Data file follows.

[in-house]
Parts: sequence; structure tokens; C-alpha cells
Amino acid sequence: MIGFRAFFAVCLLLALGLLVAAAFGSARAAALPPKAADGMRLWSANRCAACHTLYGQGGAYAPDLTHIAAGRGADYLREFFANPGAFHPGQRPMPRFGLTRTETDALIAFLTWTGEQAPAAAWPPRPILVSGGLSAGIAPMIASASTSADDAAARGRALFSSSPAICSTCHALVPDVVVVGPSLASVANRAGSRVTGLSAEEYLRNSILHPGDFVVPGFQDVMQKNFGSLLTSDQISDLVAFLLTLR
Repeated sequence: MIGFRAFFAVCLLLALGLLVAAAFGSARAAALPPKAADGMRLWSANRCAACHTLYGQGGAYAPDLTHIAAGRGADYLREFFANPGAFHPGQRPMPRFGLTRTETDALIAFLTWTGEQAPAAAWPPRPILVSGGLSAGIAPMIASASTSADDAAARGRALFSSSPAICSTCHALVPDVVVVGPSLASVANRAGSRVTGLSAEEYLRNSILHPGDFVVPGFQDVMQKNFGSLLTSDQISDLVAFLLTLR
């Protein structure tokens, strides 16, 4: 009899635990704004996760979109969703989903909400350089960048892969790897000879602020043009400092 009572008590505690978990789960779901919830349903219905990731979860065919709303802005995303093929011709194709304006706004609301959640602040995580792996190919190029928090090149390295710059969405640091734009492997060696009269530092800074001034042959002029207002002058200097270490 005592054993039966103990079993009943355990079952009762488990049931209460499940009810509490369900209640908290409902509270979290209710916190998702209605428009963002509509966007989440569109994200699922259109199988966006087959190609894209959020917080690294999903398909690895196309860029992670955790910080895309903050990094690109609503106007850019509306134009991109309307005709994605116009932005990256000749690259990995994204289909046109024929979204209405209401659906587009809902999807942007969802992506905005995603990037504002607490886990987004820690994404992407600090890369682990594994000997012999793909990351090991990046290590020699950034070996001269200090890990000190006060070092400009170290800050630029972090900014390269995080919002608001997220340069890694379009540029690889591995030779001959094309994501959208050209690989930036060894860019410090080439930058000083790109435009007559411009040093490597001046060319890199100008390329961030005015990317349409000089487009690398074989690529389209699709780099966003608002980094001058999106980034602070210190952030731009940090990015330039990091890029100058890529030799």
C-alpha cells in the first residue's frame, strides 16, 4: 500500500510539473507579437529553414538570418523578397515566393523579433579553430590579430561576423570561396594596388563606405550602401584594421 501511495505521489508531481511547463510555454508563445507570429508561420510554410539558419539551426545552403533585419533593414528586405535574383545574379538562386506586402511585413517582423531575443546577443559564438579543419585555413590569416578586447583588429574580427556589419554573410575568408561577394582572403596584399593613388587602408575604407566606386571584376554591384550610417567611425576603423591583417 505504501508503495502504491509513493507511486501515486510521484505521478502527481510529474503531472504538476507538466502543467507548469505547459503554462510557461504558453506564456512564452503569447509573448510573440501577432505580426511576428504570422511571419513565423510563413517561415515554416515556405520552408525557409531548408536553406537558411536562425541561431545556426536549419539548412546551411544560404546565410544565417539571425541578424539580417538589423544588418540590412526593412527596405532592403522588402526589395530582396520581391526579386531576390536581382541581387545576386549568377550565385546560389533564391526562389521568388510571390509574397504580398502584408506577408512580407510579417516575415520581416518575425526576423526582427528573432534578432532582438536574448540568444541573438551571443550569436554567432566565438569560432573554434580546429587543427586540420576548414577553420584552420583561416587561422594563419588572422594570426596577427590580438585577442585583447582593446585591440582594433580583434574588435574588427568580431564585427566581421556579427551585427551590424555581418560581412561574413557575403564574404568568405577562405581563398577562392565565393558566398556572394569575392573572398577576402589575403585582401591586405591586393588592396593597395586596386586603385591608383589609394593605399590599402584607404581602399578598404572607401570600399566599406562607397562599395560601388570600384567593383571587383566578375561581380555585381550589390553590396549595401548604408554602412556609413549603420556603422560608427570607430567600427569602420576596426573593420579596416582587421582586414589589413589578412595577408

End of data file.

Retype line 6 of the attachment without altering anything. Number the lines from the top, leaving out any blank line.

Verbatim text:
C-alpha cells in the first residue's frame, strides 16, 4: 500500500510539473507579437529553414538570418523578397515566393523579433579553430590579430561576423570561396594596388563606405550602401584594421 501511495505521489508531481511547463510555454508563445507570429508561420510554410539558419539551426545552403533585419533593414528586405535574383545574379538562386506586402511585413517582423531575443546577443559564438579543419585555413590569416578586447583588429574580427556589419554573410575568408561577394582572403596584399593613388587602408575604407566606386571584376554591384550610417567611425576603423591583417 505504501508503495502504491509513493507511486501515486510521484505521478502527481510529474503531472504538476507538466502543467507548469505547459503554462510557461504558453506564456512564452503569447509573448510573440501577432505580426511576428504570422511571419513565423510563413517561415515554416515556405520552408525557409531548408536553406537558411536562425541561431545556426536549419539548412546551411544560404546565410544565417539571425541578424539580417538589423544588418540590412526593412527596405532592403522588402526589395530582396520581391526579386531576390536581382541581387545576386549568377550565385546560389533564391526562389521568388510571390509574397504580398502584408506577408512580407510579417516575415520581416518575425526576423526582427528573432534578432532582438536574448540568444541573438551571443550569436554567432566565438569560432573554434580546429587543427586540420576548414577553420584552420583561416587561422594563419588572422594570426596577427590580438585577442585583447582593446585591440582594433580583434574588435574588427568580431564585427566581421556579427551585427551590424555581418560581412561574413557575403564574404568568405577562405581563398577562392565565393558566398556572394569575392573572398577576402589575403585582401591586405591586393588592396593597395586596386586603385591608383589609394593605399590599402584607404581602399578598404572607401570600399566599406562607397562599395560601388570600384567593383571587383566578375561581380555585381550589390553590396549595401548604408554602412556609413549603420556603422560608427570607430567600427569602420576596426573593420579596416582587421582586414589589413589578412595577408